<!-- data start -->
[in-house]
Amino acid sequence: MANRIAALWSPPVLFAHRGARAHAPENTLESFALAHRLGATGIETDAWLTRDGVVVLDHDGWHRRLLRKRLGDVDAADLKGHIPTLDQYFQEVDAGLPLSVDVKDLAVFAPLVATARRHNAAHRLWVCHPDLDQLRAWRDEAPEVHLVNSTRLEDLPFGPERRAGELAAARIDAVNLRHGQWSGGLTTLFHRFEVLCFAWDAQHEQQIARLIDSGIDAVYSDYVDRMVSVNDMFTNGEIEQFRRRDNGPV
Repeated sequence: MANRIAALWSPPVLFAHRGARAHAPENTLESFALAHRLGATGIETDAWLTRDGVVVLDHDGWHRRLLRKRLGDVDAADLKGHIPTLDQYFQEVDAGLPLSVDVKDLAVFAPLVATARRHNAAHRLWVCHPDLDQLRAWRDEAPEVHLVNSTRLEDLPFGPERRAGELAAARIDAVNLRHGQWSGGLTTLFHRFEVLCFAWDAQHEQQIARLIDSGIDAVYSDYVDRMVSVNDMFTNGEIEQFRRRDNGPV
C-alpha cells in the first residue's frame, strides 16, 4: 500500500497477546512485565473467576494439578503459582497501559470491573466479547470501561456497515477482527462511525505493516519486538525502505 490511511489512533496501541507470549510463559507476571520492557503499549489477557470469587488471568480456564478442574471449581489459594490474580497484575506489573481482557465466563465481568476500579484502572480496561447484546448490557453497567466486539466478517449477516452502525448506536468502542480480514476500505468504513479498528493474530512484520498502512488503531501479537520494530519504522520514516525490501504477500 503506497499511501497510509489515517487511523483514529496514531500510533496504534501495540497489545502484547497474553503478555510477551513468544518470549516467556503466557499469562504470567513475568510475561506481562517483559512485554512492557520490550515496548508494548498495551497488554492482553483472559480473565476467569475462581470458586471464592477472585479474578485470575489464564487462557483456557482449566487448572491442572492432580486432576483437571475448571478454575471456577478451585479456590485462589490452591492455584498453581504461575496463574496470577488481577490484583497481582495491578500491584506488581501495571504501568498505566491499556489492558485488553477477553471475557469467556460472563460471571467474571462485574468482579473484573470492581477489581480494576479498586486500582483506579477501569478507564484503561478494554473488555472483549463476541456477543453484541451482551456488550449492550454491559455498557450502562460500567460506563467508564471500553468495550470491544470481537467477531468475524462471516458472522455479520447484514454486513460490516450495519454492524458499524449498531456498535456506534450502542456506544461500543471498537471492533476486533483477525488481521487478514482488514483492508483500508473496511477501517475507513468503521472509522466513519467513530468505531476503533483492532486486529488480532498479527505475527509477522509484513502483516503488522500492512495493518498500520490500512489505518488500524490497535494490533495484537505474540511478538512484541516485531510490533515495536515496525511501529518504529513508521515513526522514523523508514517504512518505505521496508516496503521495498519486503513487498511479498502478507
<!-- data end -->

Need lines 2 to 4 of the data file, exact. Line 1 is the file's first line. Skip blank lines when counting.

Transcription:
Amino acid sequence: MANRIAALWSPPVLFAHRGARAHAPENTLESFALAHRLGATGIETDAWLTRDGVVVLDHDGWHRRLLRKRLGDVDAADLKGHIPTLDQYFQEVDAGLPLSVDVKDLAVFAPLVATARRHNAAHRLWVCHPDLDQLRAWRDEAPEVHLVNSTRLEDLPFGPERRAGELAAARIDAVNLRHGQWSGGLTTLFHRFEVLCFAWDAQHEQQIARLIDSGIDAVYSDYVDRMVSVNDMFTNGEIEQFRRRDNGPV
Repeated sequence: MANRIAALWSPPVLFAHRGARAHAPENTLESFALAHRLGATGIETDAWLTRDGVVVLDHDGWHRRLLRKRLGDVDAADLKGHIPTLDQYFQEVDAGLPLSVDVKDLAVFAPLVATARRHNAAHRLWVCHPDLDQLRAWRDEAPEVHLVNSTRLEDLPFGPERRAGELAAARIDAVNLRHGQWSGGLTTLFHRFEVLCFAWDAQHEQQIARLIDSGIDAVYSDYVDRMVSVNDMFTNGEIEQFRRRDNGPV
C-alpha cells in the first residue's frame, strides 16, 4: 500500500497477546512485565473467576494439578503459582497501559470491573466479547470501561456497515477482527462511525505493516519486538525502505 490511511489512533496501541507470549510463559507476571520492557503499549489477557470469587488471568480456564478442574471449581489459594490474580497484575506489573481482557465466563465481568476500579484502572480496561447484546448490557453497567466486539466478517449477516452502525448506536468502542480480514476500505468504513479498528493474530512484520498502512488503531501479537520494530519504522520514516525490501504477500 503506497499511501497510509489515517487511523483514529496514531500510533496504534501495540497489545502484547497474553503478555510477551513468544518470549516467556503466557499469562504470567513475568510475561506481562517483559512485554512492557520490550515496548508494548498495551497488554492482553483472559480473565476467569475462581470458586471464592477472585479474578485470575489464564487462557483456557482449566487448572491442572492432580486432576483437571475448571478454575471456577478451585479456590485462589490452591492455584498453581504461575496463574496470577488481577490484583497481582495491578500491584506488581501495571504501568498505566491499556489492558485488553477477553471475557469467556460472563460471571467474571462485574468482579473484573470492581477489581480494576479498586486500582483506579477501569478507564484503561478494554473488555472483549463476541456477543453484541451482551456488550449492550454491559455498557450502562460500567460506563467508564471500553468495550470491544470481537467477531468475524462471516458472522455479520447484514454486513460490516450495519454492524458499524449498531456498535456506534450502542456506544461500543471498537471492533476486533483477525488481521487478514482488514483492508483500508473496511477501517475507513468503521472509522466513519467513530468505531476503533483492532486486529488480532498479527505475527509477522509484513502483516503488522500492512495493518498500520490500512489505518488500524490497535494490533495484537505474540511478538512484541516485531510490533515495536515496525511501529518504529513508521515513526522514523523508514517504512518505505521496508516496503521495498519486503513487498511479498502478507